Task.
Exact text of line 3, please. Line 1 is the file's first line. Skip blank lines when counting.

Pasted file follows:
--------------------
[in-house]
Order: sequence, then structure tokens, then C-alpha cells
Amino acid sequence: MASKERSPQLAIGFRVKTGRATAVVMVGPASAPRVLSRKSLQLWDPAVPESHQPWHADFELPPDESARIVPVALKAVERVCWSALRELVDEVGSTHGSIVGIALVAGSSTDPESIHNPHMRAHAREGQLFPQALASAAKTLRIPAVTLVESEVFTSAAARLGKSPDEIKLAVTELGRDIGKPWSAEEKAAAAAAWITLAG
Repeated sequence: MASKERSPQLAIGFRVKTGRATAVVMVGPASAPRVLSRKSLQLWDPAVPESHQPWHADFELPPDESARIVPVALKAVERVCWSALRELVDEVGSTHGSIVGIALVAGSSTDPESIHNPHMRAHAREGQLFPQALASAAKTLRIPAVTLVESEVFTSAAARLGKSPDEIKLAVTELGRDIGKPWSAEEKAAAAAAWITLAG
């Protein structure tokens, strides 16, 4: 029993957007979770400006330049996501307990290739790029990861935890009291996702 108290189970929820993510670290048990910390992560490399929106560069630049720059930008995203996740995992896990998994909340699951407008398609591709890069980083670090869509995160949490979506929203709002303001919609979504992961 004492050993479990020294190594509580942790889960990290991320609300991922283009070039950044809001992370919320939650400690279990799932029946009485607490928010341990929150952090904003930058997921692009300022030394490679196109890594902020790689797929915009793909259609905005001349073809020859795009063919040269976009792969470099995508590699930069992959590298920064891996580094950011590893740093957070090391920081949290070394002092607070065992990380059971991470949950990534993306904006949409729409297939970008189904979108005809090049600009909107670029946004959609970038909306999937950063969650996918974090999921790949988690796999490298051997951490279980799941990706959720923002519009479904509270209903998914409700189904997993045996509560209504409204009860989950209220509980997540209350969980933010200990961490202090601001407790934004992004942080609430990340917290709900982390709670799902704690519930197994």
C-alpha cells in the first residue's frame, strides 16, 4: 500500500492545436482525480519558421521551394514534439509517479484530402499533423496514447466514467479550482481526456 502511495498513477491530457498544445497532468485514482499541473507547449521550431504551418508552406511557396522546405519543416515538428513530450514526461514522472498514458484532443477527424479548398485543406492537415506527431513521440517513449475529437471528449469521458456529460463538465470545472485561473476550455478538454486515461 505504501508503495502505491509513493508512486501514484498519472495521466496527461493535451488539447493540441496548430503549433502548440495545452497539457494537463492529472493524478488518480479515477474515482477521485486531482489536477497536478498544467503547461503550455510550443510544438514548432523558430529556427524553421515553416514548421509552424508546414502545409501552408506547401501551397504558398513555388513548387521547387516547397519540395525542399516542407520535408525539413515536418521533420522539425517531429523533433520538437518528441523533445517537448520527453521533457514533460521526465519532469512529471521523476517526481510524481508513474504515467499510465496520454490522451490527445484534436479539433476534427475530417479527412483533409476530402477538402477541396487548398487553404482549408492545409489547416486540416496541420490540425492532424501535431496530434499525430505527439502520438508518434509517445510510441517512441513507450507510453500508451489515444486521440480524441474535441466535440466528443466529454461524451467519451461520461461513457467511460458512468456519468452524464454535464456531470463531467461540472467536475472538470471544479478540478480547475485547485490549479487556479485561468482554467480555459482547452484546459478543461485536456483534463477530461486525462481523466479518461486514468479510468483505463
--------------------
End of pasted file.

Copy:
Amino acid sequence: MASKERSPQLAIGFRVKTGRATAVVMVGPASAPRVLSRKSLQLWDPAVPESHQPWHADFELPPDESARIVPVALKAVERVCWSALRELVDEVGSTHGSIVGIALVAGSSTDPESIHNPHMRAHAREGQLFPQALASAAKTLRIPAVTLVESEVFTSAAARLGKSPDEIKLAVTELGRDIGKPWSAEEKAAAAAAWITLAG